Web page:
We will proceed by rule induction on the cases where $$s \Downarrow v$$.

### 1.1 Base Case ($$s = \Num{n}$$), from $$N$$

We must show that $$\Num{n} \smapsto \Num{n}$$, obvious by rule $$\mathsf{refl}$$.

### 1.2 Inductive Case ($$s = \Plus{e_1}{e_2}$$), from $$S$$

We know that $$e_1 \Downarrow v_1$$ and $$e_2 \Downarrow v_2$$, which gives us the inductive hypotheses:

• $$\mathsf{IH}_1$$ – $$e_1 \smapsto \Num{v_1}$$
• $$\mathsf{IH}_2$$ – $$e_2 \smapsto \Num{v_2}$$

Showing our overall goal:

\begin{array}{lclr} \Plus{e_1}{e_2} & \smapsto & \Plus{\Num{v_1}}{e_2} & \text{($\mathsf{IH}_1$ with $S_1$)}\\ & \smapsto & \Plus{\Num{v_1}}{\Num{v_2}} & \text{($\mathsf{IH}_2$ with $S_2$)}\\ & \smapsto & \Num{(v_1 + v_2)} & \text{($S_3$)} \end{array}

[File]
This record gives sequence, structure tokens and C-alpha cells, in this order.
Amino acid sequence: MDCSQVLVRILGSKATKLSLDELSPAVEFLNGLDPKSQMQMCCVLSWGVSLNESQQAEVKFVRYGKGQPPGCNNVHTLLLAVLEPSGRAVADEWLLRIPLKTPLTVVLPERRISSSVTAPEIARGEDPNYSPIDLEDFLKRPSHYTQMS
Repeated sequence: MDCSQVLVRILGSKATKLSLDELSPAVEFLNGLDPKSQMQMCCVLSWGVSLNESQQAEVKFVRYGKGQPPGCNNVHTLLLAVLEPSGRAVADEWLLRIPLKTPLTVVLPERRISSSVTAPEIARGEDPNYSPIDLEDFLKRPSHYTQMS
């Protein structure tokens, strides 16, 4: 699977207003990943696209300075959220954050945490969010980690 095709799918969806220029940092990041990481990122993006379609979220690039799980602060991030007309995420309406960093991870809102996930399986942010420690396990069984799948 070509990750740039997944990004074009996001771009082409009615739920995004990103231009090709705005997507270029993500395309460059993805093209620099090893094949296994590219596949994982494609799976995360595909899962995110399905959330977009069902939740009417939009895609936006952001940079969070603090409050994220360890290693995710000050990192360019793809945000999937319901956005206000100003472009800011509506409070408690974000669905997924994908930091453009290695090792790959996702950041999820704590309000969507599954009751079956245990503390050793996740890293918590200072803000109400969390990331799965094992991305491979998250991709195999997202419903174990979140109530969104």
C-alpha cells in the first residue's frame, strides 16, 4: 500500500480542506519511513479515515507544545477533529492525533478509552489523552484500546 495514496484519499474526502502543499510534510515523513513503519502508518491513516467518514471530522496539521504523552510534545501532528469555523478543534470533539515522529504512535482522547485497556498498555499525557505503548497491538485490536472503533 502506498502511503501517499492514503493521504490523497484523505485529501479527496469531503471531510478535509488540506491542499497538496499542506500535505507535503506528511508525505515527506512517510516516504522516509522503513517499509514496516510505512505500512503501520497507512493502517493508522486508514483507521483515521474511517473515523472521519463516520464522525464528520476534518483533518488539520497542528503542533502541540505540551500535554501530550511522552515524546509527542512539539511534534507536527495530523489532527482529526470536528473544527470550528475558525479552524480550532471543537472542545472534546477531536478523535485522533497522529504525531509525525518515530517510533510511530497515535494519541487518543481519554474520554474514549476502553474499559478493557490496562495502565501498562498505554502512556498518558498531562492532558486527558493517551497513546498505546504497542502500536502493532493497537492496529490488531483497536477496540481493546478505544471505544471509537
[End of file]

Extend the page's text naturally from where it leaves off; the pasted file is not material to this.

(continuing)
### 1.3 Inductive Case ($$s = \Times{e_1}{e_2}$$), from $$S$$

Extremely similar to $$\mathtt{Plus}$$, above.

### 1.4 Inductive Case ($$s = \Let{e_1}{(x.\ e_2)}$$), from $$L$$

We know that $$e_1 \Downarrow v_1$$ and $$e_2[x:=\Num{v_1}] \Downarrow v_2$$, which gives us the inductive hypotheses:

• $$\mathsf{IH}_1$$ – $$e_1 \smapsto \Num{v_1}$$
• $$\mathsf{IH}_2$$ – $$e_2[x:=\Num{v_1}] \smapsto \Num{v_2}$$

Showing our overall goal:

\begin{array}{lclr} \Let{e_1}{(x. e_2)} & \smapsto & \Let{\Num{v_1}}{(x. e_2)} & \text{(rule $L_1$ with $\mathsf{IH}_1$)} \\ & \smapsto & e_2[x := \Num{v_1}] & \text{($L_2$)} \\ & \smapsto & \Num{v_2} & \text{($\mathsf{IH}_2$)} \end{array}

Thus, by mathematical induction, we have shown one direction of the equivalence.

## 2 If $$s \smapsto \Num{v}$$ then $$s \Downarrow v$$

Doing rule induction on the assumption $$s \smapsto \Num{v}$$ leads to two cases.

### 2.1 Base case ($$s = \Num{v}$$), from $$\mathsf{refl}$$

We know that $$\Num{v} \Downarrow v$$ from rule $$N$$.